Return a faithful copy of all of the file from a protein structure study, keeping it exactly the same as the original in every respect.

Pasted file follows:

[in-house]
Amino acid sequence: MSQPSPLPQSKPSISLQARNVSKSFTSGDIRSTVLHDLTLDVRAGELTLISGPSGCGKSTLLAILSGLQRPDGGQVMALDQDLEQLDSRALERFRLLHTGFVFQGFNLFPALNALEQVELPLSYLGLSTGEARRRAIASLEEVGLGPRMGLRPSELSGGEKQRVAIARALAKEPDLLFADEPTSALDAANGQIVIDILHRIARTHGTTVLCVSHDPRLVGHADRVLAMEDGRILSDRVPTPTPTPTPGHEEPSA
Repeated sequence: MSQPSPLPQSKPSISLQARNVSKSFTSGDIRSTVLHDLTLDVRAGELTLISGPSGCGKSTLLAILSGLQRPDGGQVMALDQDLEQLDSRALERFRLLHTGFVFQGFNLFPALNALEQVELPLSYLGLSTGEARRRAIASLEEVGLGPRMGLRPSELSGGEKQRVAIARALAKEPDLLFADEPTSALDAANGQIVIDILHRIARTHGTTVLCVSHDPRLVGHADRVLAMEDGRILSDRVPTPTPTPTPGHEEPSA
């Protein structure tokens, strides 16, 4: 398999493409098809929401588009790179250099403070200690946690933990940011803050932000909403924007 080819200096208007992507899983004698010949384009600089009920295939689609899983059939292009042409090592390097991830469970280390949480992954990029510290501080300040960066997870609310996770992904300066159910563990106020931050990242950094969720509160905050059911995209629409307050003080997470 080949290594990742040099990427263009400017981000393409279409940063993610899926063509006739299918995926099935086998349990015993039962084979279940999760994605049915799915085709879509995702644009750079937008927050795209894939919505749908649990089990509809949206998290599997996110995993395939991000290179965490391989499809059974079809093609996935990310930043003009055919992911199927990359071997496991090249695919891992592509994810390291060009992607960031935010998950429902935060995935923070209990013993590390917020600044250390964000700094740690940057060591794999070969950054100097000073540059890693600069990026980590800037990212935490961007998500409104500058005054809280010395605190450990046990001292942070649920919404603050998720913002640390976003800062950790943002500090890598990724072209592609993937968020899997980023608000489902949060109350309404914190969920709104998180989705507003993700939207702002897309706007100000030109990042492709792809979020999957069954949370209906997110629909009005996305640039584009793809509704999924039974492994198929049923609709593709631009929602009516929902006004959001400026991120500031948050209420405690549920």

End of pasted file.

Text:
[in-house]
Amino acid sequence: MSQPSPLPQSKPSISLQARNVSKSFTSGDIRSTVLHDLTLDVRAGELTLISGPSGCGKSTLLAILSGLQRPDGGQVMALDQDLEQLDSRALERFRLLHTGFVFQGFNLFPALNALEQVELPLSYLGLSTGEARRRAIASLEEVGLGPRMGLRPSELSGGEKQRVAIARALAKEPDLLFADEPTSALDAANGQIVIDILHRIARTHGTTVLCVSHDPRLVGHADRVLAMEDGRILSDRVPTPTPTPTPGHEEPSA
Repeated sequence: MSQPSPLPQSKPSISLQARNVSKSFTSGDIRSTVLHDLTLDVRAGELTLISGPSGCGKSTLLAILSGLQRPDGGQVMALDQDLEQLDSRALERFRLLHTGFVFQGFNLFPALNALEQVELPLSYLGLSTGEARRRAIASLEEVGLGPRMGLRPSELSGGEKQRVAIARALAKEPDLLFADEPTSALDAANGQIVIDILHRIARTHGTTVLCVSHDPRLVGHADRVLAMEDGRILSDRVPTPTPTPTPGHEEPSA
């Protein structure tokens, strides 16, 4: 398999493409098809929401588009790179250099403070200690946690933990940011803050932000909403924007 080819200096208007992507899983004698010949384009600089009920295939689609899983059939292009042409090592390097991830469970280390949480992954990029510290501080300040960066997870609310996770992904300066159910563990106020931050990242950094969720509160905050059911995209629409307050003080997470 080949290594990742040099990427263009400017981000393409279409940063993610899926063509006739299918995926099935086998349990015993039962084979279940999760994605049915799915085709879509995702644009750079937008927050795209894939919505749908649990089990509809949206998290599997996110995993395939991000290179965490391989499809059974079809093609996935990310930043003009055919992911199927990359071997496991090249695919891992592509994810390291060009992607960031935010998950429902935060995935923070209990013993590390917020600044250390964000700094740690940057060591794999070969950054100097000073540059890693600069990026980590800037990212935490961007998500409104500058005054809280010395605190450990046990001292942070649920919404603050998720913002640390976003800062950790943002500090890598990724072209592609993937968020899997980023608000489902949060109350309404914190969920709104998180989705507003993700939207702002897309706007100000030109990042492709792809979020999957069954949370209906997110629909009005996305640039584009793809509704999924039974492994198929049923609709593709631009929602009516929902006004959001400026991120500031948050209420405690549920």